Saturday, January 20, 2007

SEZ plan turning into bad dream

Friday January 19 2007 00:00 IST
NEW DELHI: Converting a beautiful dream into a horrible nightmare within
a blink of an eye is perhaps no big task for Indian policy makers. And
that’s what has happened repeatedly with India Inc. in 2006 considering
the SEZ (special economic zones) saga for the year. For both big
corporate houses and India as a whole, what was looking like a race to
gain, now looks like a hoard to bear pain.

SEZ’s were supposed to give to the country areas, which would be
blossoming ground for exports and investments. But, with recent moves,
it seems all they could manage to do was adding fire to the political
and economic dual that is living within the country.

The one who is to be blamed fully for the failure is none other than
Kamal Nath, the minister for commerce. From the very first day that SEZ
Act, 2000 came into force, Kamal Nath has been an ardent supporter of
setting up SEZ’s in India. He overlooked all the logics and calculations
that were put in front of him.

But the mistake was, while it took China (whom Kamal Nath followed
blindly) 27 years to setup five SEZ’s, the government of Maharastra
alone approved more than two dozens SEZs, forget about the number across
the whole country. On top of it while the number is growing rapidly the
present setup has failed to support them. Lack of power and other
infrastructural loopholes, in more ways than one have made it difficult
for new SEZ’s to sustain.

It’s not only the system that is showing signs of failure, even the
bigger benefit that SEZ’s are supposed to give are also loosing track.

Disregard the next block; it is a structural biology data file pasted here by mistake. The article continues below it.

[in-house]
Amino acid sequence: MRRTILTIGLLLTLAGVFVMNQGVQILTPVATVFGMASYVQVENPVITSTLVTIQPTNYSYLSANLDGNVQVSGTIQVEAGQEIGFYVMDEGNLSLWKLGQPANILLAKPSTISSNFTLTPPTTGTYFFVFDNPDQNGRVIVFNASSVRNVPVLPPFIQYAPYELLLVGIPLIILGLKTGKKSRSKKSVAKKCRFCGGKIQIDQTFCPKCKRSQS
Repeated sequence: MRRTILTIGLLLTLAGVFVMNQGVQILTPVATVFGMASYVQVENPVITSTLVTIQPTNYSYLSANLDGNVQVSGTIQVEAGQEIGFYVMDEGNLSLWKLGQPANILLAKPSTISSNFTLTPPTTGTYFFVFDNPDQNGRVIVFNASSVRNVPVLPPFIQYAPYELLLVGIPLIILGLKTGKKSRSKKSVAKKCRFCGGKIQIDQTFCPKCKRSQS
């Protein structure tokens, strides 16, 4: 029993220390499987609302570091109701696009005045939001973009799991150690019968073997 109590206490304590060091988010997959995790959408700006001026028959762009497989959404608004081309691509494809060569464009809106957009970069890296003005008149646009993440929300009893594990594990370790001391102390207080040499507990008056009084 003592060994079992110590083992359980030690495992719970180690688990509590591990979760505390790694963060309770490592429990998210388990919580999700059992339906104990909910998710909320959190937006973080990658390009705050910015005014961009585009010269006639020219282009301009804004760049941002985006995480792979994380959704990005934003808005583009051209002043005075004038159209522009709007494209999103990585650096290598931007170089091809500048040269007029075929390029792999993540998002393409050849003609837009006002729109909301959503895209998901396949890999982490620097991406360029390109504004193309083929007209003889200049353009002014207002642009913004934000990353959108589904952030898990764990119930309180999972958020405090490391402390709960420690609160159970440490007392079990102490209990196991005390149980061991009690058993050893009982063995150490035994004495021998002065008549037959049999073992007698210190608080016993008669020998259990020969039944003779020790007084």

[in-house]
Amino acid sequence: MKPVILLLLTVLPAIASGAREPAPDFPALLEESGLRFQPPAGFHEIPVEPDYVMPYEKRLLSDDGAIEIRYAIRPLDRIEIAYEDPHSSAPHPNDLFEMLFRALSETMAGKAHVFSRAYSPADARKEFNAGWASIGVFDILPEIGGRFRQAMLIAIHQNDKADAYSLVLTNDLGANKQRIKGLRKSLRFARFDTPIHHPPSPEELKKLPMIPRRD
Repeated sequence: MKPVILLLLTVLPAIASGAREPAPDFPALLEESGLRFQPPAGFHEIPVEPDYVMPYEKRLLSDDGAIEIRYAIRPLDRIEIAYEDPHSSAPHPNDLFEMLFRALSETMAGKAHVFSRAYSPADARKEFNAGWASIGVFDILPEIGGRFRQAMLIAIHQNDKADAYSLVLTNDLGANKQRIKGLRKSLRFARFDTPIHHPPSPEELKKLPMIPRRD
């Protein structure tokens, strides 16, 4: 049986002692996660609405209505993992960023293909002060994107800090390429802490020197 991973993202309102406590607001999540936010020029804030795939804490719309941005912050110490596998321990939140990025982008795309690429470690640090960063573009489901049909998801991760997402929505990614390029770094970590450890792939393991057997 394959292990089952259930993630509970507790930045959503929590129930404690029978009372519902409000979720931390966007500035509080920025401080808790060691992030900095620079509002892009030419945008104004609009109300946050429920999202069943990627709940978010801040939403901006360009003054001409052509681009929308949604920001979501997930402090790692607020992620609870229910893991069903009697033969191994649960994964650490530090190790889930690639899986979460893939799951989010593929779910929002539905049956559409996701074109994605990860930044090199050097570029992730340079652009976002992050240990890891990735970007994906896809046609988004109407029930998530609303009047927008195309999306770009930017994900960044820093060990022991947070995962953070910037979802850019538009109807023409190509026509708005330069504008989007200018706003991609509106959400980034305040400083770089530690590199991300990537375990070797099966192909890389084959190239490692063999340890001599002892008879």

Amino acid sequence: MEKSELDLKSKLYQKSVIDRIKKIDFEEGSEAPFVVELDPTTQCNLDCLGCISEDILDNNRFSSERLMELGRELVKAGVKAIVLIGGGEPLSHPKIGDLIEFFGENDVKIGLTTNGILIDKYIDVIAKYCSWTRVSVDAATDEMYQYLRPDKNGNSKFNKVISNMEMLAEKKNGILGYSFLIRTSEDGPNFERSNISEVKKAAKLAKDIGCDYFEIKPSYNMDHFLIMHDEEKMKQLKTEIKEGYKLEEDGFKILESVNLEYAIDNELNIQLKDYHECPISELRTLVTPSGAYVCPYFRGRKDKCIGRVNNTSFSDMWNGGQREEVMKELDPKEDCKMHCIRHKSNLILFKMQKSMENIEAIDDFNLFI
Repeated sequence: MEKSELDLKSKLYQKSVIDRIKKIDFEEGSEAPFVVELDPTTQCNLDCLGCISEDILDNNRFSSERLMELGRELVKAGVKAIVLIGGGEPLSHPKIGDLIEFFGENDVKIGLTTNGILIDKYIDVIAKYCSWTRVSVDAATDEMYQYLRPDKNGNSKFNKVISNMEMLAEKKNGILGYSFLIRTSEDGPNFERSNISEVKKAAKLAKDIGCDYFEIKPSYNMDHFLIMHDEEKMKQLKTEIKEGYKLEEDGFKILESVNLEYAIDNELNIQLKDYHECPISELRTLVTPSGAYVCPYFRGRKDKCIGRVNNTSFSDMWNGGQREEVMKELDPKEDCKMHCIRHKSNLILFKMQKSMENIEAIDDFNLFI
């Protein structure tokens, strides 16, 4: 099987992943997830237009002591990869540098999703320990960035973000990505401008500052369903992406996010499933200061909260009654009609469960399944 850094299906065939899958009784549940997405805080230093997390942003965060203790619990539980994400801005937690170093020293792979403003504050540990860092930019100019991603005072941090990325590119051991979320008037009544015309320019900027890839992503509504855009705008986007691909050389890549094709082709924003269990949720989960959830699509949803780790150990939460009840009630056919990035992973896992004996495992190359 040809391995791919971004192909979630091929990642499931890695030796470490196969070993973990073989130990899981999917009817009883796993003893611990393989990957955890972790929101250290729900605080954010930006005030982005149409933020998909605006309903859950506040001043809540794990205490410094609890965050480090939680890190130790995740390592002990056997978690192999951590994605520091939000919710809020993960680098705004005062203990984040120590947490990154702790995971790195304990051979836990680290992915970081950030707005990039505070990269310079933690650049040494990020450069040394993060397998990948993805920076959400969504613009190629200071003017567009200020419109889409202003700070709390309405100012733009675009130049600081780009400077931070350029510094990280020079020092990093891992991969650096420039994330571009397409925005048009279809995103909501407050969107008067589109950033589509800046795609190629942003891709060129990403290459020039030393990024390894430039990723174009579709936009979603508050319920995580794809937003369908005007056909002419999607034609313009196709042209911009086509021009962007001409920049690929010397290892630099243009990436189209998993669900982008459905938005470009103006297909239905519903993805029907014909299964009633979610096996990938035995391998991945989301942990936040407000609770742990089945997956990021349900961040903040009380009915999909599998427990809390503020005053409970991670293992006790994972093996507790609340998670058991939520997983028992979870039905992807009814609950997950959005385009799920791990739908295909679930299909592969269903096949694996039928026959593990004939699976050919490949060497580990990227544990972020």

If one were to follow the calculations done by the finance ministry,
then India would loose Rs 100,000 crore till 2009-10 as tax losses
alone. This surely is big enough to have taken some of commerce
ministries time and attention, but sadly nothing happened.

A report by RBI suggested that the revenue loss for the government in
providing incentives may be justified only if SEZ units ensure forward
and backward linkages with the domestic economy; else these new zones
would increase nothing but regional imbalance. Even this could not
change Mr. Nath’s mind.

And now after around 237 SEZs are approved and there are 600 more in the
pipeline, the ministry has decided to come up with a proper
rehabilitation policy and study of land acquisition, which bound to put
on hold the fates of many entrepreneurs.

Commerce minister showing an act of fairness now stresses, "States must
have a fair and transparent policy in land acquisitions, as well as some
sense of equity". In such a chaotic situation everyone seems to be a
sufferer and the policy makers have once again been able to change many
a dreams from bad to worse.


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